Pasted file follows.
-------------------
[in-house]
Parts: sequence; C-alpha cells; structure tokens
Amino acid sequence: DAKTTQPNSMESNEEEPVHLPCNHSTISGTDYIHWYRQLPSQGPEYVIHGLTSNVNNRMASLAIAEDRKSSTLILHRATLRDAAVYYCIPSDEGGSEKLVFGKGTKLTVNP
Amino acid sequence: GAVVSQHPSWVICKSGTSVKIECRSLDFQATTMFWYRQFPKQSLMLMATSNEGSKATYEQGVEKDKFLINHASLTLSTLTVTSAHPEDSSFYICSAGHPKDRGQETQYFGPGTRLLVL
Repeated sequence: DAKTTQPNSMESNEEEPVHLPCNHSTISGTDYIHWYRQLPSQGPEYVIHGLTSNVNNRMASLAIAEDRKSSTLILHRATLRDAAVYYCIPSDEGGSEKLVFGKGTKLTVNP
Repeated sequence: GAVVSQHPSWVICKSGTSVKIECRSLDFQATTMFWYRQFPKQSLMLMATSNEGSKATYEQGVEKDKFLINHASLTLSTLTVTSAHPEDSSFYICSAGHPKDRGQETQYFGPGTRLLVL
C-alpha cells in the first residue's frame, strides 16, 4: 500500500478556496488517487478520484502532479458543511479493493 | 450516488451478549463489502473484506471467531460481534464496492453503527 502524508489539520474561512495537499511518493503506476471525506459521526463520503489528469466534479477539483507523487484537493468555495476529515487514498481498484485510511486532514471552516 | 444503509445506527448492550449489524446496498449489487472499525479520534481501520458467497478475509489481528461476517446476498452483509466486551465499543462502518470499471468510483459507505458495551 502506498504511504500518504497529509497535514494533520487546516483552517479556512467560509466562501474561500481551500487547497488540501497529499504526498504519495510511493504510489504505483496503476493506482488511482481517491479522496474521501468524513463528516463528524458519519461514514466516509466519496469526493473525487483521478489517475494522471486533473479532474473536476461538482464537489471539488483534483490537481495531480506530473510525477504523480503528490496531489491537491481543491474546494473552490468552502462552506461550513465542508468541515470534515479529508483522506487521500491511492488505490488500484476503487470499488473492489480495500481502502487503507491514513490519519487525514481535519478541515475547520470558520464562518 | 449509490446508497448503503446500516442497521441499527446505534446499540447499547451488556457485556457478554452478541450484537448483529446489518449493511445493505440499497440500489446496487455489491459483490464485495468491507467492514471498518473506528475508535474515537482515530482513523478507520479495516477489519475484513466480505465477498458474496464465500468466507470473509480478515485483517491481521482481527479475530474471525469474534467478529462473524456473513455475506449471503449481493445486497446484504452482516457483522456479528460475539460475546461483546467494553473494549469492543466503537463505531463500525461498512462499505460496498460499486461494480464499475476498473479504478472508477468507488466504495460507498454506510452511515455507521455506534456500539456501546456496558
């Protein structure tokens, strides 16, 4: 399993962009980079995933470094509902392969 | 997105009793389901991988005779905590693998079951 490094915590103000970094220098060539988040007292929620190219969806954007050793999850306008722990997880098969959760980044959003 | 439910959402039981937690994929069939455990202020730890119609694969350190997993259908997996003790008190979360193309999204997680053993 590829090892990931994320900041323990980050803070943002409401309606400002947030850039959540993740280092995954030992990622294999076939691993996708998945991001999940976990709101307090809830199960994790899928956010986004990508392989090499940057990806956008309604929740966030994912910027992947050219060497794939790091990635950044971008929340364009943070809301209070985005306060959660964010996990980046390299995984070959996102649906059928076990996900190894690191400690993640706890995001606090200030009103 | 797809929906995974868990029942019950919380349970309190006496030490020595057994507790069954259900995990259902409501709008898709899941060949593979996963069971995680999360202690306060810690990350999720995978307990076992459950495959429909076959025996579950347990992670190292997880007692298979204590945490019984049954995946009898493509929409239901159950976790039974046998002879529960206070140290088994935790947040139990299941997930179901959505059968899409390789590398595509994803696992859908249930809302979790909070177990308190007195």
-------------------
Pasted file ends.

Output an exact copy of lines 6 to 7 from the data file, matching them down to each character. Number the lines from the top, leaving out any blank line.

Repeated sequence: GAVVSQHPSWVICKSGTSVKIECRSLDFQATTMFWYRQFPKQSLMLMATSNEGSKATYEQGVEKDKFLINHASLTLSTLTVTSAHPEDSSFYICSAGHPKDRGQETQYFGPGTRLLVL
C-alpha cells in the first residue's frame, strides 16, 4: 500500500478556496488517487478520484502532479458543511479493493 | 450516488451478549463489502473484506471467531460481534464496492453503527 502524508489539520474561512495537499511518493503506476471525506459521526463520503489528469466534479477539483507523487484537493468555495476529515487514498481498484485510511486532514471552516 | 444503509445506527448492550449489524446496498449489487472499525479520534481501520458467497478475509489481528461476517446476498452483509466486551465499543462502518470499471468510483459507505458495551 502506498504511504500518504497529509497535514494533520487546516483552517479556512467560509466562501474561500481551500487547497488540501497529499504526498504519495510511493504510489504505483496503476493506482488511482481517491479522496474521501468524513463528516463528524458519519461514514466516509466519496469526493473525487483521478489517475494522471486533473479532474473536476461538482464537489471539488483534483490537481495531480506530473510525477504523480503528490496531489491537491481543491474546494473552490468552502462552506461550513465542508468541515470534515479529508483522506487521500491511492488505490488500484476503487470499488473492489480495500481502502487503507491514513490519519487525514481535519478541515475547520470558520464562518 | 449509490446508497448503503446500516442497521441499527446505534446499540447499547451488556457485556457478554452478541450484537448483529446489518449493511445493505440499497440500489446496487455489491459483490464485495468491507467492514471498518473506528475508535474515537482515530482513523478507520479495516477489519475484513466480505465477498458474496464465500468466507470473509480478515485483517491481521482481527479475530474471525469474534467478529462473524456473513455475506449471503449481493445486497446484504452482516457483522456479528460475539460475546461483546467494553473494549469492543466503537463505531463500525461498512462499505460496498460499486461494480464499475476498473479504478472508477468507488466504495460507498454506510452511515455507521455506534456500539456501546456496558